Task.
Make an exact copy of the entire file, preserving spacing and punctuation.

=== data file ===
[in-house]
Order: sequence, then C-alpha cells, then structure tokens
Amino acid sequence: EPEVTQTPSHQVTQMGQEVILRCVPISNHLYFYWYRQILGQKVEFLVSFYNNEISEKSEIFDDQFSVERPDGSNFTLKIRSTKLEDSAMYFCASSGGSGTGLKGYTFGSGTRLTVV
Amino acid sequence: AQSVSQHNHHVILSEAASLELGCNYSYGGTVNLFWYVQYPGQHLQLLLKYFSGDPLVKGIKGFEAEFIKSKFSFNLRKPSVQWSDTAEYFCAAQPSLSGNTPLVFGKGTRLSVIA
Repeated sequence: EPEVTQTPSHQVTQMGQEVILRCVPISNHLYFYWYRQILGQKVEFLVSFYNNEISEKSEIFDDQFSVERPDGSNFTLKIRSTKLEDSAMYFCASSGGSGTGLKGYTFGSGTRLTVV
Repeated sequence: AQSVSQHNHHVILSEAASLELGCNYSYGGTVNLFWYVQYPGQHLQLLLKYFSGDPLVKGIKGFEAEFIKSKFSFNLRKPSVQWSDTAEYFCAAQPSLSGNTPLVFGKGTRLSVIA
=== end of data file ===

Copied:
[in-house]
Order: sequence, then C-alpha cells, then structure tokens
Amino acid sequence: EPEVTQTPSHQVTQMGQEVILRCVPISNHLYFYWYRQILGQKVEFLVSFYNNEISEKSEIFDDQFSVERPDGSNFTLKIRSTKLEDSAMYFCASSGGSGTGLKGYTFGSGTRLTVV
Amino acid sequence: AQSVSQHNHHVILSEAASLELGCNYSYGGTVNLFWYVQYPGQHLQLLLKYFSGDPLVKGIKGFEAEFIKSKFSFNLRKPSVQWSDTAEYFCAAQPSLSGNTPLVFGKGTRLSVIA
Repeated sequence: EPEVTQTPSHQVTQMGQEVILRCVPISNHLYFYWYRQILGQKVEFLVSFYNNEISEKSEIFDDQFSVERPDGSNFTLKIRSTKLEDSAMYFCASSGGSGTGLKGYTFGSGTRLTVV
Repeated sequence: AQSVSQHNHHVILSEAASLELGCNYSYGGTVNLFWYVQYPGQHLQLLLKYFSGDPLVKGIKGFEAEFIKSKFSFNLRKPSVQWSDTAEYFCAAQPSLSGNTPLVFGKGTRLSVIA